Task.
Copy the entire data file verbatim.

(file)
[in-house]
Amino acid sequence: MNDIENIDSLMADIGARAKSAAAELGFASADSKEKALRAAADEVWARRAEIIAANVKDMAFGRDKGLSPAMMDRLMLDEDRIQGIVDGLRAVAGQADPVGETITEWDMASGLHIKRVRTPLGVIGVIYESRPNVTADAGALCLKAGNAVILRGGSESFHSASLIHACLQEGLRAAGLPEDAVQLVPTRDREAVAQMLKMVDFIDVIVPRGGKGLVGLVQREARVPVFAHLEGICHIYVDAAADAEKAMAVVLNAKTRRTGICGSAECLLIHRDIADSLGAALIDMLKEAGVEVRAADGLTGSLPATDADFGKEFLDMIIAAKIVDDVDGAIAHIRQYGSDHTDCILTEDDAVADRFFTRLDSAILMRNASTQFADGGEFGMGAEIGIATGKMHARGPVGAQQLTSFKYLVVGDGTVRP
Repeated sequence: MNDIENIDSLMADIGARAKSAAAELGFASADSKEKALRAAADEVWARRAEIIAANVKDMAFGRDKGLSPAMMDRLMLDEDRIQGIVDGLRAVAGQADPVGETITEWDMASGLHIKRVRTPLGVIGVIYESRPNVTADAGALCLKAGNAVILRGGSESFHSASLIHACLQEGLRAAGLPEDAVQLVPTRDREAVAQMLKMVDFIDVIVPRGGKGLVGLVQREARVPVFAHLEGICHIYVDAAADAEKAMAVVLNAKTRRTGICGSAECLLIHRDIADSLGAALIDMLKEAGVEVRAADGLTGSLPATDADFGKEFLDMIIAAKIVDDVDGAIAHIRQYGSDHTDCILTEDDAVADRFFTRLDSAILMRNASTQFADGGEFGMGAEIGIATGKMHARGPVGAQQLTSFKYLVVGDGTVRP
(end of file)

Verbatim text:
[in-house]
Amino acid sequence: MNDIENIDSLMADIGARAKSAAAELGFASADSKEKALRAAADEVWARRAEIIAANVKDMAFGRDKGLSPAMMDRLMLDEDRIQGIVDGLRAVAGQADPVGETITEWDMASGLHIKRVRTPLGVIGVIYESRPNVTADAGALCLKAGNAVILRGGSESFHSASLIHACLQEGLRAAGLPEDAVQLVPTRDREAVAQMLKMVDFIDVIVPRGGKGLVGLVQREARVPVFAHLEGICHIYVDAAADAEKAMAVVLNAKTRRTGICGSAECLLIHRDIADSLGAALIDMLKEAGVEVRAADGLTGSLPATDADFGKEFLDMIIAAKIVDDVDGAIAHIRQYGSDHTDCILTEDDAVADRFFTRLDSAILMRNASTQFADGGEFGMGAEIGIATGKMHARGPVGAQQLTSFKYLVVGDGTVRP
Repeated sequence: MNDIENIDSLMADIGARAKSAAAELGFASADSKEKALRAAADEVWARRAEIIAANVKDMAFGRDKGLSPAMMDRLMLDEDRIQGIVDGLRAVAGQADPVGETITEWDMASGLHIKRVRTPLGVIGVIYESRPNVTADAGALCLKAGNAVILRGGSESFHSASLIHACLQEGLRAAGLPEDAVQLVPTRDREAVAQMLKMVDFIDVIVPRGGKGLVGLVQREARVPVFAHLEGICHIYVDAAADAEKAMAVVLNAKTRRTGICGSAECLLIHRDIADSLGAALIDMLKEAGVEVRAADGLTGSLPATDADFGKEFLDMIIAAKIVDDVDGAIAHIRQYGSDHTDCILTEDDAVADRFFTRLDSAILMRNASTQFADGGEFGMGAEIGIATGKMHARGPVGAQQLTSFKYLVVGDGTVRP